As demand grows for legal services in cryptocurrency and nonfungible tokens (NFTs), law firms are bolstering their expertise across the U.S.
That includes Atlanta, where several law firms are seeing growing business opportunities tied to NFTs, which are digital certificates registered on a blockchain to show ownership of an asset. The economic growth of NFTs has law firms vying to become a market leader in the space, as it encompasses a host of practice areas, such as data security, intellectual property, public policy and a number of others.
The increase in NFT-related work in Atlanta is largely driven by client demand, attorneys say. Wab Kadaba, the chair of Kilpatrick Townsend’s intellectual property practice in Atlanta, added that clients are looking for a more “holistic representation” around issues related to NFTs.
“Our clients are particularly interested in what the ramifications of generating and investing in NFTs are,” Kadaba said, noting the business decisions are associated with the publication of NFTs through different forms of social media or the Metaverse.
Kadaba pointed to the Atlanta Braves winning the 2021 World Series as an event that led to significant growth in NFT-related work in the city. “There was a proliferation of NFT-related activity around that in terms of all the artistic renditions of various aspects of that World Series run,” he said.
Keith Barnett, a partner in Troutman Pepper’s Atlanta office, represents clients using cryptocurrencies or other currencies to purchase NFTs. Barnett said with the rise in prominence of NFTs and the Metaverse, he has seen a major increase in NFT-related work.
“It’s gone from practically nothing two years ago to about 30 to 40% of my practice today,” Barnett said.
Justin Daniels, a shareholder in Baker Donelson’s Atlanta office, works to create NFT exchanges through the creation and iteration of business models that address regulations. He said he could see a “full 100%” increase in NFT-related work over the next two years, depending on how the technology evolves. He said he anticipates more regulation in the space ahead.
“The question with NFTs will be, what will be some of the guardrails that come up that make for harder barriers to entry that might limit who is minting them? That will be more of a macroeconomic regulatory factor that impacts the growth of NFT’s,” Daniels said.
Lawyers in this space often have prior experience with cryptocurrency and blockchain—but they also need to teach themselves NFT intricacies, as the technology and regulation rapidly evolve.
Daniels, who has been counseling clients in the crypto-mining space since 2017, said he has spent hours learning the business, law and technology involved with NFTs, even taking a course at MIT online.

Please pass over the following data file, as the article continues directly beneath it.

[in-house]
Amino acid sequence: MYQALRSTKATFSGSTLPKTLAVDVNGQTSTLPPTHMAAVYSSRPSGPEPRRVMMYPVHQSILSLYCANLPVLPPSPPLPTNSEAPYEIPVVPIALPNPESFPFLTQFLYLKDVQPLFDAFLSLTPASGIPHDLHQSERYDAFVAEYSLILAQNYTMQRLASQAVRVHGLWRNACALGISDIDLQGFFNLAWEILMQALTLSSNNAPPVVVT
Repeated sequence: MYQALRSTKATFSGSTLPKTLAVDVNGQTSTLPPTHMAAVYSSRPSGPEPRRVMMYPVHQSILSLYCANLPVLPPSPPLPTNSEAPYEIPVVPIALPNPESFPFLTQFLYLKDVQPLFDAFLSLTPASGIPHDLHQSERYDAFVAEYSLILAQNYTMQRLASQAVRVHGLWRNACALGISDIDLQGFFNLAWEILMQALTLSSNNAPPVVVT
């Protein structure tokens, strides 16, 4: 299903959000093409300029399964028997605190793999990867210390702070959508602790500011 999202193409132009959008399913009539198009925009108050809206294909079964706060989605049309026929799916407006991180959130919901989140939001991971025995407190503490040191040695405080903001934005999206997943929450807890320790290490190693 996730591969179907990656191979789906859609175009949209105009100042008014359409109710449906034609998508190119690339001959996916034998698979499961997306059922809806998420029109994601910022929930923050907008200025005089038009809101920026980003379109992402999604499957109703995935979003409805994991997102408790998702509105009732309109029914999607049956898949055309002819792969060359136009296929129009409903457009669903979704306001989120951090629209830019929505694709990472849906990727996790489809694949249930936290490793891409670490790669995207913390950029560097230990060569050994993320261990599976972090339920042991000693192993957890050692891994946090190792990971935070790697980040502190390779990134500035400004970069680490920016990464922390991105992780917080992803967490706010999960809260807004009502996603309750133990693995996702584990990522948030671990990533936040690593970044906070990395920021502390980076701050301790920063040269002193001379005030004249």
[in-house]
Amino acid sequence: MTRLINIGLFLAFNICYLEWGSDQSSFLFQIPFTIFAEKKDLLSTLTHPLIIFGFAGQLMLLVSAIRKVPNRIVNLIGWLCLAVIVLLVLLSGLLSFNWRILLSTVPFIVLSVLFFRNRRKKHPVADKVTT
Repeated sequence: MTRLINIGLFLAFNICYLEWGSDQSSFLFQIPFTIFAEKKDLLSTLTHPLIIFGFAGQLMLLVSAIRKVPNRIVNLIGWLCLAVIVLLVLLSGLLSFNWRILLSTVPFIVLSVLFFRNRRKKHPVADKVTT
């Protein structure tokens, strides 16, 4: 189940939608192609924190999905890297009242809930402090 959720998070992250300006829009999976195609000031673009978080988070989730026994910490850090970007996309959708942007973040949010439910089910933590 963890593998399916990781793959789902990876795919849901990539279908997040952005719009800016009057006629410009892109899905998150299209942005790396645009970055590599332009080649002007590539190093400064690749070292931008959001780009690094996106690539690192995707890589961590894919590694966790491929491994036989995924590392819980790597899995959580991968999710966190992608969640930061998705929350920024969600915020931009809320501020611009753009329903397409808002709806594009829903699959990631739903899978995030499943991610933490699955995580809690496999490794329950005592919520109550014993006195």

“The blockchains are just getting more complicated when you start to combine minting of NFTs with earning cryptocurrency and decentralized finance,” Daniels said. “It’s just grown in its complexity rapidly.”
Daniels said lawyers in this space, in order to be successful, will have to be able to “spot issues across multiple state and federal regulatory regimes” as several issues persist surrounding federal securities laws, the Commodity Futures Trading Commission and money transmitter laws.
“You could cut across a swath of different people to help bring an integrated perspective on how to navigate all these issues as you’re creating a business model for how you go to market with NFTs,” he said.
With the rapid growth in complexity, law firm consultant Kent Zimmermann said that one of the biggest challenges for law firms will be finding the right attorneys to meet this demand, especially due to the “limited pool of excellent lawyers, especially in an emerging area like this one.”
“Because it’s so new, there aren’t that many people out there that have a deep track record of excellence and great results,” he said. “Because there’s such a limited supply of that talent for firms that want to be known in this area, there’s going to be a lot of competition for those people. “
Zimmermann said many law firms are not prioritizing the growth of this area the way they are better-known areas, “but some firms have made a splash in this area.” If firms find and retain the right talent, they stand to gain more business as the NFT space grows.
“The opportunity to break through and be a market leader, if the firm chooses to, is a big opportunity,” Zimmermann said, noting “there’s not an established pecking order among law firms, at least not a pecking order that’s impossible to break through compared to some other areas that are much more well-established where the pecking order is clear.”